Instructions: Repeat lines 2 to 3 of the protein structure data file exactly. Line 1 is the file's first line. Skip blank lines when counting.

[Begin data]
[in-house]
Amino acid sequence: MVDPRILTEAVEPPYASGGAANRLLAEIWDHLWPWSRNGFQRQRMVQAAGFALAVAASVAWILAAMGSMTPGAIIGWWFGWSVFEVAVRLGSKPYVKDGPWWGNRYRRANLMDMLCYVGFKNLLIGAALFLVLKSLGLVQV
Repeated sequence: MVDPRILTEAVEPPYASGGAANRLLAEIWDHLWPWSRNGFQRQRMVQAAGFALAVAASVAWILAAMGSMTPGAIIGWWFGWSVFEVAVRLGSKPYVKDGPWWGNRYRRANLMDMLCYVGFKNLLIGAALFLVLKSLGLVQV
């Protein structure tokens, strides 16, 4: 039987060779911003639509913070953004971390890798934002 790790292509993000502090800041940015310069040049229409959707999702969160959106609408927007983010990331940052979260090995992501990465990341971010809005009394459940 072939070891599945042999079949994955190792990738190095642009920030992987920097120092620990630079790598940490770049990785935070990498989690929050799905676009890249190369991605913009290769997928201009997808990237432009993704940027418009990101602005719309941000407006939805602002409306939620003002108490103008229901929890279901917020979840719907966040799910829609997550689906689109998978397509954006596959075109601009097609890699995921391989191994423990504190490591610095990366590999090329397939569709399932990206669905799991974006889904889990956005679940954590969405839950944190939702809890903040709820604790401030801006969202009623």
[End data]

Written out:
Amino acid sequence: MVDPRILTEAVEPPYASGGAANRLLAEIWDHLWPWSRNGFQRQRMVQAAGFALAVAASVAWILAAMGSMTPGAIIGWWFGWSVFEVAVRLGSKPYVKDGPWWGNRYRRANLMDMLCYVGFKNLLIGAALFLVLKSLGLVQV
Repeated sequence: MVDPRILTEAVEPPYASGGAANRLLAEIWDHLWPWSRNGFQRQRMVQAAGFALAVAASVAWILAAMGSMTPGAIIGWWFGWSVFEVAVRLGSKPYVKDGPWWGNRYRRANLMDMLCYVGFKNLLIGAALFLVLKSLGLVQV